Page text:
We have just returned from a week up North visiting my Mom who is 89. She has been on the move this past year from her own home to an assisted living facility to the hospital to a skilled nursing home and now to an enhanced assisted living facility where she is on the memory unit. The memory unit is really a lack of memory unit for the people living there are living with varying degrees of memory loss. We saw my Mom on her first day on the unit. My sisters had moved her to this new place the day before. She asked my wife to take her back downstairs, she did not know why she had to come upstairs when she liked it so well downstairs. She did not remember where she had come from or who had brought her "upstairs". She did not remember that we had visited her three other times in the past six months and had moved her a couple of those times. She did not remember my brother had visited her a month before. She remembers some things mostly old things. She recalls a couple names among her many grandchildren and great grandchildren. She used to send a card and gift to every one for their birthdays. That was only a few months ago she was doing that. Her bones got brittle and she got infections and her lungs filled with pneumonia. She has been on a plethora of meds which change whenever a new doctor intervenes. This does not help her confusion. Her careful hygiene and grooming has gone although she still asks how her hair looks. She likes to eat especially ice cream but she has no interest in her morning coffee and oatmeal. Her paper has been cancelled. She has no tv. I have no idea what is going on in her mind as she sits in her chair looking out the window. But, I don't think she does either. She lives in the moment. I am trying to learn that, too. The things that mattered so much to her, and she was a worrier, now do not cause a moment of concern. Her possessions, of which she had many and favorites, have dwindled to a few pictures, some flowers and a chair. No books or Bible which she read daily close by. Her crystal clear blue eyes sparkle from time to time and she easily smiles at you. Known for her feistiness she can still put you in your place. Her day is waiting on someone to visit or take her to an activity she doesn't really care to go to. There are times when she cannot figure out why you are there. There are lots of things she cannot figure out these days. She is not in pain and she is in a place where the staff are respectful and friendly.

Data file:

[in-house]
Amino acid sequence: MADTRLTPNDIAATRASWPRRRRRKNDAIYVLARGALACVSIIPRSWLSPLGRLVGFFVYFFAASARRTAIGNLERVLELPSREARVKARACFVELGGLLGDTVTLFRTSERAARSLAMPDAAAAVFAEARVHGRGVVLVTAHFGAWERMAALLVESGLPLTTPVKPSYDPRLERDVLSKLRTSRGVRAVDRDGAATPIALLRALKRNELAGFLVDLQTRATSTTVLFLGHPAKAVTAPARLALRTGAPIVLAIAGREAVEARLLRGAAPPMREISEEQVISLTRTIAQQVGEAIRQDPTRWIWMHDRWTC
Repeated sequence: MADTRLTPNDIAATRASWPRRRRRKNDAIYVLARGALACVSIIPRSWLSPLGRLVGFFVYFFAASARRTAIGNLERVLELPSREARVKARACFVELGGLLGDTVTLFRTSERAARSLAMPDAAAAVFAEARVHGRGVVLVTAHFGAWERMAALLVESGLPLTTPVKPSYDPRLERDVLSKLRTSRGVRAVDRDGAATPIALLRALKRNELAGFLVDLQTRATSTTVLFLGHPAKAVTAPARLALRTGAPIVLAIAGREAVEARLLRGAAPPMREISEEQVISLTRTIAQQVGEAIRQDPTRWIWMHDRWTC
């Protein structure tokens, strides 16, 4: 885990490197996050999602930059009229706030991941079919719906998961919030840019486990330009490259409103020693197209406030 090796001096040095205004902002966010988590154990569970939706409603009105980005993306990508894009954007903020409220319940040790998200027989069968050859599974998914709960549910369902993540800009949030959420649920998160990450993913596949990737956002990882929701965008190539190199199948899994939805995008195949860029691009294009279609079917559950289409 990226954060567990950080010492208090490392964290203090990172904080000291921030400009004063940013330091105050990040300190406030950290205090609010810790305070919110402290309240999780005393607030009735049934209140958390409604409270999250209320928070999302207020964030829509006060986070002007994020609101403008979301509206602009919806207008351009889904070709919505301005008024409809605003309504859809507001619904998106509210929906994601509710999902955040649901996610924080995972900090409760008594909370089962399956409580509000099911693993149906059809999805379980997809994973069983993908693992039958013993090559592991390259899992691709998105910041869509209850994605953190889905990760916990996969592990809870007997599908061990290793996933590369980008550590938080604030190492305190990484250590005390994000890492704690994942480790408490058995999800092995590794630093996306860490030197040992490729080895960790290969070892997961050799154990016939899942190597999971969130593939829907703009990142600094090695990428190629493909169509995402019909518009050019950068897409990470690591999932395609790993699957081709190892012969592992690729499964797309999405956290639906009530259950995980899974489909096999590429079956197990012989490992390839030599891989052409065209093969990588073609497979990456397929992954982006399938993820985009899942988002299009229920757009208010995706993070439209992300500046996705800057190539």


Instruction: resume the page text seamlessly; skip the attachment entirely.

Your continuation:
It has been tough for the caregivers principally my two sisters who live close by. There have been so many decisions and conundrums to work through. We are relieved she is in a good place now although the trip to get to this place seems unbelievable.
People will say when they have gone through a tough time that they can't wait to get on with their lives. You hear it all the time. I have said it. I have also thought a lot lately about what it means. Life is not a series of projects that we pick up and take on one at a time, Virginia Stem Owens says. Life goes on not as art but as a continuous wave, she says.
Learning how to care for someone who is dying means learning to live with not knowing how much longer you can hold out. It means living in time differently like you are floating along on the current (Owens, Caring for Mother).
This is life. Life is not a series of episodes that we choose to experience or not. My Mom taught us a lot over the years. She is not done teaching. I am still trying to learn from her.